David Jones will increase its private-label offerings over the coming year as it chases higher profit margins rather than top-line sales growth.
Improved gross margins were one of the highlights of its first-half results issued on Wednesday. But the company reported a double-digit fall in net profit as the cost of its business improvement initiatives collided with flat sales for the six months to January 26.
The shares rose 12¢ to a year's high of $3.08 as the earnings beat the expectations of most analysts, but David Jones said conditions remained challenging as it reported profit after tax down 13.5 per cent to $73.5 million and sales down slightly to more than $1 billion.
"I would not say we're out of negative territory," David Jones chief executive Paul Zahra said.
He said the company had made "significant progress" on its transformation plan during the period, with the successful launch of its new online site in November, and implementation of support infrastructure that includes new point-of-sale systems in its NSW, Victorian and Queensland stores.
David Jones said it had improved its gross profit margin on sales from 37.9 to 39 per cent due to reduced discounting and improved trading terms with suppliers.
The company is also exiting low-margin categories like DVDs, music and electronic games, and devoting more floor space to higher-margin products that are selling well, such as fashion and beauty, which are targeted to take up 75 per cent of the floor space in its stores. Plans to triple its private-label sales to about 10 per cent of overall sales will help improve gross profit margins, but this will not conflict with its "house of brands" strategy, according to Mr Zahra.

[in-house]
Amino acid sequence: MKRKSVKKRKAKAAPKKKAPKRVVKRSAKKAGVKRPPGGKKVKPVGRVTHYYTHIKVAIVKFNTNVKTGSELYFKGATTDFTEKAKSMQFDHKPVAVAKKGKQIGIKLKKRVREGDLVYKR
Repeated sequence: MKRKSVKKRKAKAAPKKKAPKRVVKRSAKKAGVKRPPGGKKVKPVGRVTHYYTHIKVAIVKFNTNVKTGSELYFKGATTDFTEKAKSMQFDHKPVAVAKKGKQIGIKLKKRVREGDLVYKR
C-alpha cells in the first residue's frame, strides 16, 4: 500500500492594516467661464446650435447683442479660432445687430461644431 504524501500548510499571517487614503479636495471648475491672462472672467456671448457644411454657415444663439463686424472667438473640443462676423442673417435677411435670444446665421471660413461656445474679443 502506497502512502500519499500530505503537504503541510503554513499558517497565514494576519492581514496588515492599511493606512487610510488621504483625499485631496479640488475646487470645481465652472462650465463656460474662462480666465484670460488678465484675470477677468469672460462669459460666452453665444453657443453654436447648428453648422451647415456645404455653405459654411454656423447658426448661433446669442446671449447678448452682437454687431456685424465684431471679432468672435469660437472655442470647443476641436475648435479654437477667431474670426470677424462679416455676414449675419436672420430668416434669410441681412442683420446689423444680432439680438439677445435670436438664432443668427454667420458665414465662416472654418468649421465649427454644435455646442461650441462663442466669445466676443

He said the strategy was to focus David Jones-branded goods on "basic everyday needs" rather than areas that would compete with its brand partners.
On the property front David Jones has appointed CBRE to undertake a review of how the retailer can "extract the maximum value out of its two Sydney CBD assets". This would come from a redevelopment exercise, of adding apartments or offices atop the Elizabeth and Market street stores.
Davis Jones owns the airspace above the Sydney and two Melbourne stores, but said any development exercise was "complex" and would take time.
At the briefing, group executive of retail services Tony Karp said the company wanted to wait and see what impact the Barangaroo South development had on demand for new apartments and offices in the city's core.
Of the 37 stores, Mr Karp said, six store leases were set to expire in less robust demographic locations that would be reviewed and possibly closed in the next five years. They are mostly in what are considered non-core malls for DJs.
"These lease expiries give us the opportunity to review our store portfolio in light of our broader, omni-channel retailing," Mr Karp said.